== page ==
Warning: This post may be too graphic in the description of body fluids to be comfortable for some
I have been living with a perpetually blocked or runny nose throughout my life until I became pregnant with Matthew. Overnight, my blocked nose cleared up and I could smell many things that eluded me most of the time, when my nose was blocked. And of course, that was also when the problems started.
Ask the Man and he will probably tell you that I react dramatically to odours. From cigarette smoke, distinct metallic smells in perspiration and blood, to a particular strong odour some shops that sell clothes emit. It’s always that one smell that suddenly makes breathing difficult and my eyes water, and I will most definitely gag and cough. (And the Man will look at me as if I have gone mad, but he will never understand.)
I can also smell coffee and the sulphurous odour, after one has consumed asparagus, in the urine. And don’t get me started on how adverse I am to the various odours I can pick up from poop. (The Man is probably rolling his eyes as he is reading this)
With my ‘heightened’ sense of smell, I was suddenly disadvantaged to be a hands-on mother. I gagged at the sour smells of vomit from the babies – Matthew regurgitated lots of milk when young, luckily Megan hardly any, and my little niece Natalie did some. But poop smells really torment me – back when the kids were babies and soiled their diapers several times a day, to now when I enter the ‘fragrant’ toilet to help wash their bottoms after they are done cleaning up after themselves (just to be doubly sure).
So you can imagine I am extremely skeptical, cautious and wary when someone asks me to smell something, especially when I don’t know the source of origin, or the smell has not reached me yet.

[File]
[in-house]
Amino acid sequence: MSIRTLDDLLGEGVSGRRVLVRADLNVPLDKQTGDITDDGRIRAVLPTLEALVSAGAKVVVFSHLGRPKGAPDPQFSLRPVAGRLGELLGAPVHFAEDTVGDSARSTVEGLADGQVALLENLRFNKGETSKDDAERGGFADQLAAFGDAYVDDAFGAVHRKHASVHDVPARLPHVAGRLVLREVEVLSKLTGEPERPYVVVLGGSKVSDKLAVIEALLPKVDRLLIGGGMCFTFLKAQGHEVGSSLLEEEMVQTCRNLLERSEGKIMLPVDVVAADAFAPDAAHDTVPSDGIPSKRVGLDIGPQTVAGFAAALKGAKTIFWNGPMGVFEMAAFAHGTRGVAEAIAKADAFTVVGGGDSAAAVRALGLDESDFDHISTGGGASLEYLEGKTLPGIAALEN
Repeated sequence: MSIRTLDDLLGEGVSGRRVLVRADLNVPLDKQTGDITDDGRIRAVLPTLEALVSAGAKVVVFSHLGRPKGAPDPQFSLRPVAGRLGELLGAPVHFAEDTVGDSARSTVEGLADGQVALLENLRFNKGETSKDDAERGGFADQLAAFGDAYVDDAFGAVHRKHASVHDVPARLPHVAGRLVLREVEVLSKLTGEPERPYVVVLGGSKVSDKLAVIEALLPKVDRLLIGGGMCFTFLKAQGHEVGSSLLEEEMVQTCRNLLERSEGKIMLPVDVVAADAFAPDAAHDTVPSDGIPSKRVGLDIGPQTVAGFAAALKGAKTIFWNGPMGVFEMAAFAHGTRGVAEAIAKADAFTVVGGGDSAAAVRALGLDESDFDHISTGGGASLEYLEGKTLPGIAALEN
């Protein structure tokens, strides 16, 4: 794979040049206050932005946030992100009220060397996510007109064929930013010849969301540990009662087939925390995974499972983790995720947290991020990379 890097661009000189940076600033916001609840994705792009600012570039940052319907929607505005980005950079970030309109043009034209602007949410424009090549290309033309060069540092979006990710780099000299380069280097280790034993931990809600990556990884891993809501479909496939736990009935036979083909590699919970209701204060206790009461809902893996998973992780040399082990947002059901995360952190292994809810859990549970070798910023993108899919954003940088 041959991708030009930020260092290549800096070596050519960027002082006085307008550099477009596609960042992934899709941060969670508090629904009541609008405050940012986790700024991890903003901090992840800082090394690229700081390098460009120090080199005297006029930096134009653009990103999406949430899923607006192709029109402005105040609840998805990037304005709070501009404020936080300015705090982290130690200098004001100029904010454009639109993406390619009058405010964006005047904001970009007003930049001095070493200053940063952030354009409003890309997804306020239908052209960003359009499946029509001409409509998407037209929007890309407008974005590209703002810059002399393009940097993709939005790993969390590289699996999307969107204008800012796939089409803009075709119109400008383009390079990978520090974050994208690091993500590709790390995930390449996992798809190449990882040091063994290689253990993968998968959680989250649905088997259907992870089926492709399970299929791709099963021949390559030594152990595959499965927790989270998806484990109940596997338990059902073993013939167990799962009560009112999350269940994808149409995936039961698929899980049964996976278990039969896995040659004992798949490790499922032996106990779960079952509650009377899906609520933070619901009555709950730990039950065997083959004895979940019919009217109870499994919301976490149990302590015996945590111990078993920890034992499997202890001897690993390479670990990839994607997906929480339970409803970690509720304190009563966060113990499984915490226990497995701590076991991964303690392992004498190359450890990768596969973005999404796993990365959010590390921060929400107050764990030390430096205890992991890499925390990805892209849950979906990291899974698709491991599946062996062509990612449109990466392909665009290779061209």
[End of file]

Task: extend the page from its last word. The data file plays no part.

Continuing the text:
Megan and I were walking hand-in-hand along a familiar path we have walked so many times I did not even realize when I had let go of her hand. Suddenly, she stopped in her tracks and with her quick reflexes lifted her little hand almost to the bottom of my nose, while saying something to me. With my almost-equally fast reflexes, I recoiled from her fast approaching hand, while saying “What?! What?!”, almost in panic. Oh please, not something smelly she has touched and asking me to share it too!
Oblivious to my physical rejection of her hand, she brought her hand to her nose, smiled her pretty smile and then stretched out her palm again towards me. I forced myself to calm down and listen carefully to what she was saying. “MaMa, you smell my hand. My hand now smells like you. Mmm, so nice. I love it!”
I relaxed, and embarrassed of my rejection, brought my nose to her hand. True enough, her hand smelled exactly like my favourite rose-scented hand cream. Through holding hands, we shared not only a mother-daughter bond, but also our smells.
And the Man, who had witnessed the whole scene, was rolling his eyes and chuckling to his heart’s content. Glad I brought some comic relief …